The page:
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10 SBAR-DR Goal: To improve the quality and reliability of verbal and written handoff communication between EM and admitting physicians Based on evidence and expert recommendations. Clinical judgment & discussion, rather than one- way “data dump” Explicit assignment of responsibility

11 S ituation  Introduction: name, rank, and department  Admission vs. consult  Working diagnosis/Ddx B ackground  Patient identification  Relevant history, demographics, medications, etc.  Relevant exam findings, with vitals  Relevant test results A ssessment  Severity: assess on the floor/within 1 hr/ASAP  Treatments in ED and patient response  Degree of certainty in diagnosis and rationale R esponsibilities & R isks  Pending tests/tasks and who is responsible  Risks to patient/special circumstances (e.g. boarding) D iscussion & D ispo  Questions  Can ED place bed request? o Yes  Admitting accepts responsibility o No  Admitting to assess prior to accepting responsibility* R ead-back & R ecord  Admitting doc read-back of pending tests and dispo  EP completes written handoff note (.edadmit)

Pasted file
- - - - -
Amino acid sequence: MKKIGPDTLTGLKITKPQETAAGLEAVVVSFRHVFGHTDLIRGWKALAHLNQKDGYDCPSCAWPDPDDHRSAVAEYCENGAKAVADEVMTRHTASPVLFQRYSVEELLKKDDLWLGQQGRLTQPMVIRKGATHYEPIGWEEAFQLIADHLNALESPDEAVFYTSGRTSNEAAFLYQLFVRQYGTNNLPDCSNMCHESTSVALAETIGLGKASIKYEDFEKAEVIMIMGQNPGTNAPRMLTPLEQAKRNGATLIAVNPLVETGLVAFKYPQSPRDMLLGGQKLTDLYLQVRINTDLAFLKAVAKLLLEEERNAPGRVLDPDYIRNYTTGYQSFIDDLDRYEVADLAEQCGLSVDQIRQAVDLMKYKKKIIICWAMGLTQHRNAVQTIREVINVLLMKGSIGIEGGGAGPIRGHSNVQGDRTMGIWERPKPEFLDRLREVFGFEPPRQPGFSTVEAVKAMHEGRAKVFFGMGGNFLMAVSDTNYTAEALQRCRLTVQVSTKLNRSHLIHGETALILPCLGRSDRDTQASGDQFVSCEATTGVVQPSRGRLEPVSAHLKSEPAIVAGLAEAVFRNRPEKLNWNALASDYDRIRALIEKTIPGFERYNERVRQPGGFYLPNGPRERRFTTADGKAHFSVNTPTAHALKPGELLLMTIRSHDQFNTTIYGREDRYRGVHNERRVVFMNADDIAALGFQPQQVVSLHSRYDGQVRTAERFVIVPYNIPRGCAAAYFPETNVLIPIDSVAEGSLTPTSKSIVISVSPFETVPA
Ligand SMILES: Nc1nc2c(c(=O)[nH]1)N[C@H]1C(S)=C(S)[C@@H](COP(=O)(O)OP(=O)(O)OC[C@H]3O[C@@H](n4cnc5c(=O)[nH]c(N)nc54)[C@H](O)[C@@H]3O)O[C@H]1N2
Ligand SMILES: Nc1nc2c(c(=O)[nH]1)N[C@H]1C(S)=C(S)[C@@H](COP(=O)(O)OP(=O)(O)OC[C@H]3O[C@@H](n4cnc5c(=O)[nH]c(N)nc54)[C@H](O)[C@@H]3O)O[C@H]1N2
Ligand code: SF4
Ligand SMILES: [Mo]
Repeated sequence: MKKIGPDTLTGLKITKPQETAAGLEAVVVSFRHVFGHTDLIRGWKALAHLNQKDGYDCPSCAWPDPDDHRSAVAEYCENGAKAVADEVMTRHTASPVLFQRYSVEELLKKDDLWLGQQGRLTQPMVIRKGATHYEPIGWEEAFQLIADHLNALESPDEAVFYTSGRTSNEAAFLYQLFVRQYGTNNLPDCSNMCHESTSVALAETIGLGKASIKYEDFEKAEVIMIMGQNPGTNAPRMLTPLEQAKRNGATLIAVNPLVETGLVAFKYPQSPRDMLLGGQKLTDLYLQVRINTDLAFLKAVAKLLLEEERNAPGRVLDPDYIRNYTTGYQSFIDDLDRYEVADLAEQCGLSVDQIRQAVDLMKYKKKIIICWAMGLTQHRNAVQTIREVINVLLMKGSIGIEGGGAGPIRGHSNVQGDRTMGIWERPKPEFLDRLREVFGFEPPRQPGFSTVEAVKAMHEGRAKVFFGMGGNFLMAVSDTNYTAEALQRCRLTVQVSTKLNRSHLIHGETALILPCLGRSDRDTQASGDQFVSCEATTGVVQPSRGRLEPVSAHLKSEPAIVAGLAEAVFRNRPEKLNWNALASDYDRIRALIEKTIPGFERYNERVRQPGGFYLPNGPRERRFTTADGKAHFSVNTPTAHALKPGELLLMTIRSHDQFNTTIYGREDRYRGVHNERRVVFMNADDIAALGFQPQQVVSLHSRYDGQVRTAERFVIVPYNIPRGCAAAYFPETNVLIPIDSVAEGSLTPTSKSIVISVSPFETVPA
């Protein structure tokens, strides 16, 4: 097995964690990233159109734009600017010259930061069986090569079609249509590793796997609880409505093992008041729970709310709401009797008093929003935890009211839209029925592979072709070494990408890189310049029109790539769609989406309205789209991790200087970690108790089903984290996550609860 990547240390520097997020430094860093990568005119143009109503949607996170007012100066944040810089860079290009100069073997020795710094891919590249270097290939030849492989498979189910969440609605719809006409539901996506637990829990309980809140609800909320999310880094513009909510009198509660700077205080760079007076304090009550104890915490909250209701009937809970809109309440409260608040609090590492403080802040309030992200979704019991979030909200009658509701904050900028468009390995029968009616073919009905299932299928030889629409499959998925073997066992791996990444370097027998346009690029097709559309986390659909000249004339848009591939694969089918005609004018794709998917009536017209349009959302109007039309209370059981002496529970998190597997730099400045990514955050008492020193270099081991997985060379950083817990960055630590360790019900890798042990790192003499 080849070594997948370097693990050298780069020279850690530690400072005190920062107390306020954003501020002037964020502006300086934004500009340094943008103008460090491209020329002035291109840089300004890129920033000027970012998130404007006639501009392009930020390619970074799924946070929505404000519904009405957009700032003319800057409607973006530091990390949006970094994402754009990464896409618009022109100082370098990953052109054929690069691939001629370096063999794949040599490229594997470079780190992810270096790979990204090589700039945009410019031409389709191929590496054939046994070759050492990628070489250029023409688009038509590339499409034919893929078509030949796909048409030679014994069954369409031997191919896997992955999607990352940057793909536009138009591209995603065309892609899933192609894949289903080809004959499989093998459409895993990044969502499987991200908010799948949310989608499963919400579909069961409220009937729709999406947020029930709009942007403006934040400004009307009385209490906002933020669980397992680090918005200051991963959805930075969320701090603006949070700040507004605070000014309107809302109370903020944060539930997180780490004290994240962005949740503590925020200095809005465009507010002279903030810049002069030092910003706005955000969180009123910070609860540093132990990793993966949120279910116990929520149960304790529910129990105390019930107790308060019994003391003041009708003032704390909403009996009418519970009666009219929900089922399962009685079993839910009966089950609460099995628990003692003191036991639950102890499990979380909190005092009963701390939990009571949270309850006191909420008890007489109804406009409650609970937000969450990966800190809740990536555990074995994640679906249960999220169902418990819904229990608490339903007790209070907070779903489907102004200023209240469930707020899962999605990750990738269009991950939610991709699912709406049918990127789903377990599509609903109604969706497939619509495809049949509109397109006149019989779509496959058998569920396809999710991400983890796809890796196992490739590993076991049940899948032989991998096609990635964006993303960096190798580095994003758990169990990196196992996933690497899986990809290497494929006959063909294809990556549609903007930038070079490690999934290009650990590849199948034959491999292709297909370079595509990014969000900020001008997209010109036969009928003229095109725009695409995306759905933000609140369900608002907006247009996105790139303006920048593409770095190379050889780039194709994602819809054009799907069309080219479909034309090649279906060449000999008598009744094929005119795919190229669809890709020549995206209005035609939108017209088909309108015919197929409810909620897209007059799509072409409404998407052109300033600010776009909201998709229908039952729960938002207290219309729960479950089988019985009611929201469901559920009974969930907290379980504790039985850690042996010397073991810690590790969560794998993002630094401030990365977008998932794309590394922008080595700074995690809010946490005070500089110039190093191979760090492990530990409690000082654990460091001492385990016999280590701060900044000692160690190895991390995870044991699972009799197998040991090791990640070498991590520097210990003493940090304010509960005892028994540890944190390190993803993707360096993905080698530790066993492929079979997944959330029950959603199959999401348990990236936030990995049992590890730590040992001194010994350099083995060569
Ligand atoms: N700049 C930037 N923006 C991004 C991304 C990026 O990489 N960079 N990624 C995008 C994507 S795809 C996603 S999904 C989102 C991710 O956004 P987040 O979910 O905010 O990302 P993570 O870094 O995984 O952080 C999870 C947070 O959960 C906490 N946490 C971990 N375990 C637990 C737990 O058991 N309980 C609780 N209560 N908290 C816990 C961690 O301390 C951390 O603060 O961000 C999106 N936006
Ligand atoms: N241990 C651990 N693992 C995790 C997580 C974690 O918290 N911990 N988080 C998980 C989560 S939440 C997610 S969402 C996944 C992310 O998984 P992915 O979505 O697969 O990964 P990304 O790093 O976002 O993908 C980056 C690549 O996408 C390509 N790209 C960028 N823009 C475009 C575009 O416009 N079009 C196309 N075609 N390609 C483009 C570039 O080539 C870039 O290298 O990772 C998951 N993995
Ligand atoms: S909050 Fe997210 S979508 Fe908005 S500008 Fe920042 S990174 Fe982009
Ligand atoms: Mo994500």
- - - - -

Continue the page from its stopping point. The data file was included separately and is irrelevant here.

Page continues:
12 Situation Introduction: name, rank, and department Admission vs. consult Working diagnosis/Ddx

13 Background Patient identification Relevant history, demographics, medications, etc. Relevant exam findings, with vitals Relevant test results and interpretation

14 Assessment Severity of illness (3 levels): Stable – can assess on the floor Intermediate – assess within 1 hr Cautious – assess ASAP Treatments in ED and patient response Degree of certainty in diagnosis and rationale

15 Responsibility & Risk Pending tests/tasks and who is responsible for f/u Risks to patient/special circumstances Prolonged boarding times Active psychiatric conditions Language barriers Isolations DNR status